As Facebook CEO Mark Zuckerberg's testifies before Congress for the first time, he accepted that the company didn't do enough to prevent the platform from being used to harm others.
In his opening remarks, Zuckerberg, said, "Facebook is an idealistic and optimistic company. For most of our existence, we focused on all of the good that connecting people can do. But it's clear now that we didn't do enough to prevent these tools for being used as harm as well."
"That goes for fake news, for interference in elections and we didn't take a broad enough view of our responsibility and that was a big mistake and it was my mistake and I'm sorry," the 33-year-old executive said.
His apology came after Facebook is embroiled in a widening scandal that a British data firm called Cambridge Analytica had improperly gathered detailed Facebook information on 87 million users, up from a previous estimate of more than 50 million.
"Now we have to go through our -- all of our relationship with people and make sure we're taking a broad enough view of our responsibility. It's not enough to just connect people. We have to make sure those connections are positive. It's not enough to give people a voice. We have to make sure people aren't using it to harm people or spread disinformation," he added.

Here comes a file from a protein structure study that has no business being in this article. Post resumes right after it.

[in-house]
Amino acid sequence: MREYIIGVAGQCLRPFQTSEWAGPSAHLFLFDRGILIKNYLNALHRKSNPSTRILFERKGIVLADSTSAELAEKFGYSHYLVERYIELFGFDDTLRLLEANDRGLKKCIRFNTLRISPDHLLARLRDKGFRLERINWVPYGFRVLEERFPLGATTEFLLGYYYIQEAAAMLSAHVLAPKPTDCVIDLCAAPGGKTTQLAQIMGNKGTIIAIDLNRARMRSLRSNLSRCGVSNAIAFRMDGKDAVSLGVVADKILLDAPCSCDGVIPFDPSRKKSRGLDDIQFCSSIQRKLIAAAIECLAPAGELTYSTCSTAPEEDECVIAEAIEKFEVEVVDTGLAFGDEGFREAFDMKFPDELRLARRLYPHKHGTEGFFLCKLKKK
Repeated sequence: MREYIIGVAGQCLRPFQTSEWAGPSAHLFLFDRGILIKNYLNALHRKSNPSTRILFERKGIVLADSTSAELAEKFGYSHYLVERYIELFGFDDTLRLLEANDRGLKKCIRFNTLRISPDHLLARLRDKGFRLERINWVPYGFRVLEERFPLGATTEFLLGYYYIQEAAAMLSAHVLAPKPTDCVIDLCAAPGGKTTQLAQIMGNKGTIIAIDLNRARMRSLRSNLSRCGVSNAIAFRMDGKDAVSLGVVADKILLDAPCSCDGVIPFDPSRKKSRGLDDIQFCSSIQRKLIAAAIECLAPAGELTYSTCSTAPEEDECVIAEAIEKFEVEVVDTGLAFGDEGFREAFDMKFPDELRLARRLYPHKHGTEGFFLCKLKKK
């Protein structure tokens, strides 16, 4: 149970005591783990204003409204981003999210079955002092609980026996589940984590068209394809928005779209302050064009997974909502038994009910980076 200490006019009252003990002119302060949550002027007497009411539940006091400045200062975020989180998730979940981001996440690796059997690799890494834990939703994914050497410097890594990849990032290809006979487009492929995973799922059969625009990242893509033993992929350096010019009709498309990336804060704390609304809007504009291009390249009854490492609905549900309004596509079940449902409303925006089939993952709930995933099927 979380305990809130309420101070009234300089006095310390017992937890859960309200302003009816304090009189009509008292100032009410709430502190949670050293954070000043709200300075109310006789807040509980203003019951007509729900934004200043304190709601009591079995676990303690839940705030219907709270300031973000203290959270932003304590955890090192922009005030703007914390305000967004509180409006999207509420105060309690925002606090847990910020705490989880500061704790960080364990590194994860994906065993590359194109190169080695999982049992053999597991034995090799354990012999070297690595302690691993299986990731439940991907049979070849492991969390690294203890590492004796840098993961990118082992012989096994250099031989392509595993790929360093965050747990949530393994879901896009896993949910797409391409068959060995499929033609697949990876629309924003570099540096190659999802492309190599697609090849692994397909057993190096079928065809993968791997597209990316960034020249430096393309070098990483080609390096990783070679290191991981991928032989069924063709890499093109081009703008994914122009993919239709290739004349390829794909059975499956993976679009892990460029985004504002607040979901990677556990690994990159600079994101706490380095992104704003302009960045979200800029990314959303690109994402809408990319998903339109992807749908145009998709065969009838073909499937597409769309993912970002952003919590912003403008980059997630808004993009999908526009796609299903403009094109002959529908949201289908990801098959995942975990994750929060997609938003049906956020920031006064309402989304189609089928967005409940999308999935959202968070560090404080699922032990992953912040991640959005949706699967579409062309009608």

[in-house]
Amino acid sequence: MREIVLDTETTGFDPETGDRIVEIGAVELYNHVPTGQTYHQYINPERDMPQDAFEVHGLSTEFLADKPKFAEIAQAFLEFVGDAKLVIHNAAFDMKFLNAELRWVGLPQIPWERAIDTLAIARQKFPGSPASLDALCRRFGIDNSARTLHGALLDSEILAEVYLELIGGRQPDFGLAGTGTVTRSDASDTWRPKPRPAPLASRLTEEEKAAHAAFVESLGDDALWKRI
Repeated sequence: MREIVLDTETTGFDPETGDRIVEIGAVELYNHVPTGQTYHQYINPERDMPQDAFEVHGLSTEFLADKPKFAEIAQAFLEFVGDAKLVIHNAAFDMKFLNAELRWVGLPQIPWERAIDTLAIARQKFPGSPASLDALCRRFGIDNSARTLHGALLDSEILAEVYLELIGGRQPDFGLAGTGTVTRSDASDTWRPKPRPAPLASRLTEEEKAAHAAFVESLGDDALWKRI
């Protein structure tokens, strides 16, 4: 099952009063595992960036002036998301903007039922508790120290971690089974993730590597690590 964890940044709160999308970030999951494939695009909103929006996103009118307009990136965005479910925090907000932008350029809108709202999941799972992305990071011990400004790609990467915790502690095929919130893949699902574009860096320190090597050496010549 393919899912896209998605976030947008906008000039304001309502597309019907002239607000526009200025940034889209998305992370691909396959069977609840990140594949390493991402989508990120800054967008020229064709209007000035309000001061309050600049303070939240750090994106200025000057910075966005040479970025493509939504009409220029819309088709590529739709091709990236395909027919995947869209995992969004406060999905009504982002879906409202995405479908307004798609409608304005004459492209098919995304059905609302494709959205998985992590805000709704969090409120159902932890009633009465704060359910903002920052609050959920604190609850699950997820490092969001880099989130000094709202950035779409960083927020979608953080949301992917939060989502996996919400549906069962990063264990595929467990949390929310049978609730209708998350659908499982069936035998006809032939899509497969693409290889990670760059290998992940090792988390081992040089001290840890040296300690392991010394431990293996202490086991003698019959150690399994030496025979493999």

He said that he was committed to getting this right.
He added the company was getting to the bottom of exactly what Cambridge Analytica did and telling everyone affected.
"What we know now is that Cambridge Analytica improperly accessed information by buying it. When we first contacted Cambridge Analytica, they told us they had deleted the data," Zuckerberg cleared.
He said that the company made big changes in the platform in 2014 that have prevented this specific situation with Cambridge Analytica from occurring again today.
"But there's more to do. My top priority has always been our social mission of connecting people, building community and bringing the world closer together," he said.